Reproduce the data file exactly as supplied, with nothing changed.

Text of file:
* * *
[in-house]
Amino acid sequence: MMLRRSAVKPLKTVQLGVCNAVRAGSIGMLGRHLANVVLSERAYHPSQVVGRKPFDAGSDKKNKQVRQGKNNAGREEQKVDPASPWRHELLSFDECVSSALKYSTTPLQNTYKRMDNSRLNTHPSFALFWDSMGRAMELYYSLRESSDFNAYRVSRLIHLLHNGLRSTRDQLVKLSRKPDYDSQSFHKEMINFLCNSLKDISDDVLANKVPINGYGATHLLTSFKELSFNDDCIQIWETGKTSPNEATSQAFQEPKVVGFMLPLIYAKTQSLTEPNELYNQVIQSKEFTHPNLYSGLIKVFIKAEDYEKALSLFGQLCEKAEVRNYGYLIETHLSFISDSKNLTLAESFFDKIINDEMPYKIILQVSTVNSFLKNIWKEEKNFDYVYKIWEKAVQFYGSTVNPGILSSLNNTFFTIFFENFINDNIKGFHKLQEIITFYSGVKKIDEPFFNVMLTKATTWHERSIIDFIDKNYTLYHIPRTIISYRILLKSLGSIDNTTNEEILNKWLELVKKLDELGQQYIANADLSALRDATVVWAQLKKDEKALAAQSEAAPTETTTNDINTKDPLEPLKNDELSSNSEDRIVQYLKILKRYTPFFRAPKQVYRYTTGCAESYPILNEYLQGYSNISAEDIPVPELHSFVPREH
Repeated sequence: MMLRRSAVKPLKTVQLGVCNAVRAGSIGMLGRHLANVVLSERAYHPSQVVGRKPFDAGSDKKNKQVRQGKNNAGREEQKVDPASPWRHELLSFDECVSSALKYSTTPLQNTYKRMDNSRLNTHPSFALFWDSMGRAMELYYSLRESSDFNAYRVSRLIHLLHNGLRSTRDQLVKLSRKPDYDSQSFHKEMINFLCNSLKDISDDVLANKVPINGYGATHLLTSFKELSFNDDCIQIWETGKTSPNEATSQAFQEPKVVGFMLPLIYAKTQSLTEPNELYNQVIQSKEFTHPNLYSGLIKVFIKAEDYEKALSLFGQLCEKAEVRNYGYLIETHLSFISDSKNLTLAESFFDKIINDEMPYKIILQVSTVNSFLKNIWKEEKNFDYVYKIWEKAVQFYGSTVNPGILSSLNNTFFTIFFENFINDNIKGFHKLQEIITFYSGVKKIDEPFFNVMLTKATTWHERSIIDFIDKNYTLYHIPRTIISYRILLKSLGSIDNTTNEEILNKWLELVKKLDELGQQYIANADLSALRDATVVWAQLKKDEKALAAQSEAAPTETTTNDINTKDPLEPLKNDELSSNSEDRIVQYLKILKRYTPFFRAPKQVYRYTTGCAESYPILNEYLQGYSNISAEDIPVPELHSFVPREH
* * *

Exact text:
[in-house]
Amino acid sequence: MMLRRSAVKPLKTVQLGVCNAVRAGSIGMLGRHLANVVLSERAYHPSQVVGRKPFDAGSDKKNKQVRQGKNNAGREEQKVDPASPWRHELLSFDECVSSALKYSTTPLQNTYKRMDNSRLNTHPSFALFWDSMGRAMELYYSLRESSDFNAYRVSRLIHLLHNGLRSTRDQLVKLSRKPDYDSQSFHKEMINFLCNSLKDISDDVLANKVPINGYGATHLLTSFKELSFNDDCIQIWETGKTSPNEATSQAFQEPKVVGFMLPLIYAKTQSLTEPNELYNQVIQSKEFTHPNLYSGLIKVFIKAEDYEKALSLFGQLCEKAEVRNYGYLIETHLSFISDSKNLTLAESFFDKIINDEMPYKIILQVSTVNSFLKNIWKEEKNFDYVYKIWEKAVQFYGSTVNPGILSSLNNTFFTIFFENFINDNIKGFHKLQEIITFYSGVKKIDEPFFNVMLTKATTWHERSIIDFIDKNYTLYHIPRTIISYRILLKSLGSIDNTTNEEILNKWLELVKKLDELGQQYIANADLSALRDATVVWAQLKKDEKALAAQSEAAPTETTTNDINTKDPLEPLKNDELSSNSEDRIVQYLKILKRYTPFFRAPKQVYRYTTGCAESYPILNEYLQGYSNISAEDIPVPELHSFVPREH
Repeated sequence: MMLRRSAVKPLKTVQLGVCNAVRAGSIGMLGRHLANVVLSERAYHPSQVVGRKPFDAGSDKKNKQVRQGKNNAGREEQKVDPASPWRHELLSFDECVSSALKYSTTPLQNTYKRMDNSRLNTHPSFALFWDSMGRAMELYYSLRESSDFNAYRVSRLIHLLHNGLRSTRDQLVKLSRKPDYDSQSFHKEMINFLCNSLKDISDDVLANKVPINGYGATHLLTSFKELSFNDDCIQIWETGKTSPNEATSQAFQEPKVVGFMLPLIYAKTQSLTEPNELYNQVIQSKEFTHPNLYSGLIKVFIKAEDYEKALSLFGQLCEKAEVRNYGYLIETHLSFISDSKNLTLAESFFDKIINDEMPYKIILQVSTVNSFLKNIWKEEKNFDYVYKIWEKAVQFYGSTVNPGILSSLNNTFFTIFFENFINDNIKGFHKLQEIITFYSGVKKIDEPFFNVMLTKATTWHERSIIDFIDKNYTLYHIPRTIISYRILLKSLGSIDNTTNEEILNKWLELVKKLDELGQQYIANADLSALRDATVVWAQLKKDEKALAAQSEAAPTETTTNDINTKDPLEPLKNDELSSNSEDRIVQYLKILKRYTPFFRAPKQVYRYTTGCAESYPILNEYLQGYSNISAEDIPVPELHSFVPREH